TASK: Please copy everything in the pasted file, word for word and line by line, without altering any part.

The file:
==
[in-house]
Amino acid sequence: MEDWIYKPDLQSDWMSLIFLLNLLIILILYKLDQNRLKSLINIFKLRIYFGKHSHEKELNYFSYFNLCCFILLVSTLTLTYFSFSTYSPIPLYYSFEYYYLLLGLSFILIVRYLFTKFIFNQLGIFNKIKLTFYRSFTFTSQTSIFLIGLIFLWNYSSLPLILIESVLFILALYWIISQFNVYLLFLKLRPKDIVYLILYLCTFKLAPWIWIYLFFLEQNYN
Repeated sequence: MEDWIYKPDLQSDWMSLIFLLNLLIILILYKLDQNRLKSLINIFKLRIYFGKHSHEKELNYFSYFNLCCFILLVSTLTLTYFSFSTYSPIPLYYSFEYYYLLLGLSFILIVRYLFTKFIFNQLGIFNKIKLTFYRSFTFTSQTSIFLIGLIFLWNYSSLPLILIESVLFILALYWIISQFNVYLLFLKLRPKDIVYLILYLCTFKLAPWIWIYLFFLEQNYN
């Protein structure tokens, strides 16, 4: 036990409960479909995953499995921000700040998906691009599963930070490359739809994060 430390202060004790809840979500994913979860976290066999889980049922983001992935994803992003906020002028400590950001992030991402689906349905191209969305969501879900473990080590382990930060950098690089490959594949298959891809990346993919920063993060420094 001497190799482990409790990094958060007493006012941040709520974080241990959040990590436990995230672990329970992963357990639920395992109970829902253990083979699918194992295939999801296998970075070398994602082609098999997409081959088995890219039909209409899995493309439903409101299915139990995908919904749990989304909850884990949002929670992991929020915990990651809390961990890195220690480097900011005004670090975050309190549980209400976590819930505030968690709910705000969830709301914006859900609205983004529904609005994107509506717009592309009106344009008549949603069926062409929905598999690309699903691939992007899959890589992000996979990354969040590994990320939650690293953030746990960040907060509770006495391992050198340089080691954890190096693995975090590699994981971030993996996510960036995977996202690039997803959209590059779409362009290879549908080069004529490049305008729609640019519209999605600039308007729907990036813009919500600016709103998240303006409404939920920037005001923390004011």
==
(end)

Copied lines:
[in-house]
Amino acid sequence: MEDWIYKPDLQSDWMSLIFLLNLLIILILYKLDQNRLKSLINIFKLRIYFGKHSHEKELNYFSYFNLCCFILLVSTLTLTYFSFSTYSPIPLYYSFEYYYLLLGLSFILIVRYLFTKFIFNQLGIFNKIKLTFYRSFTFTSQTSIFLIGLIFLWNYSSLPLILIESVLFILALYWIISQFNVYLLFLKLRPKDIVYLILYLCTFKLAPWIWIYLFFLEQNYN
Repeated sequence: MEDWIYKPDLQSDWMSLIFLLNLLIILILYKLDQNRLKSLINIFKLRIYFGKHSHEKELNYFSYFNLCCFILLVSTLTLTYFSFSTYSPIPLYYSFEYYYLLLGLSFILIVRYLFTKFIFNQLGIFNKIKLTFYRSFTFTSQTSIFLIGLIFLWNYSSLPLILIESVLFILALYWIISQFNVYLLFLKLRPKDIVYLILYLCTFKLAPWIWIYLFFLEQNYN
């Protein structure tokens, strides 16, 4: 036990409960479909995953499995921000700040998906691009599963930070490359739809994060 430390202060004790809840979500994913979860976290066999889980049922983001992935994803992003906020002028400590950001992030991402689906349905191209969305969501879900473990080590382990930060950098690089490959594949298959891809990346993919920063993060420094 001497190799482990409790990094958060007493006012941040709520974080241990959040990590436990995230672990329970992963357990639920395992109970829902253990083979699918194992295939999801296998970075070398994602082609098999997409081959088995890219039909209409899995493309439903409101299915139990995908919904749990989304909850884990949002929670992991929020915990990651809390961990890195220690480097900011005004670090975050309190549980209400976590819930505030968690709910705000969830709301914006859900609205983004529904609005994107509506717009592309009106344009008549949603069926062409929905598999690309699903691939992007899959890589992000996979990354969040590994990320939650690293953030746990960040907060509770006495391992050198340089080691954890190096693995975090590699994981971030993996996510960036995977996202690039997803959209590059779409362009290879549908080069004529490049305008729609640019519209999605600039308007729907990036813009919500600016709103998240303006409404939920920037005001923390004011």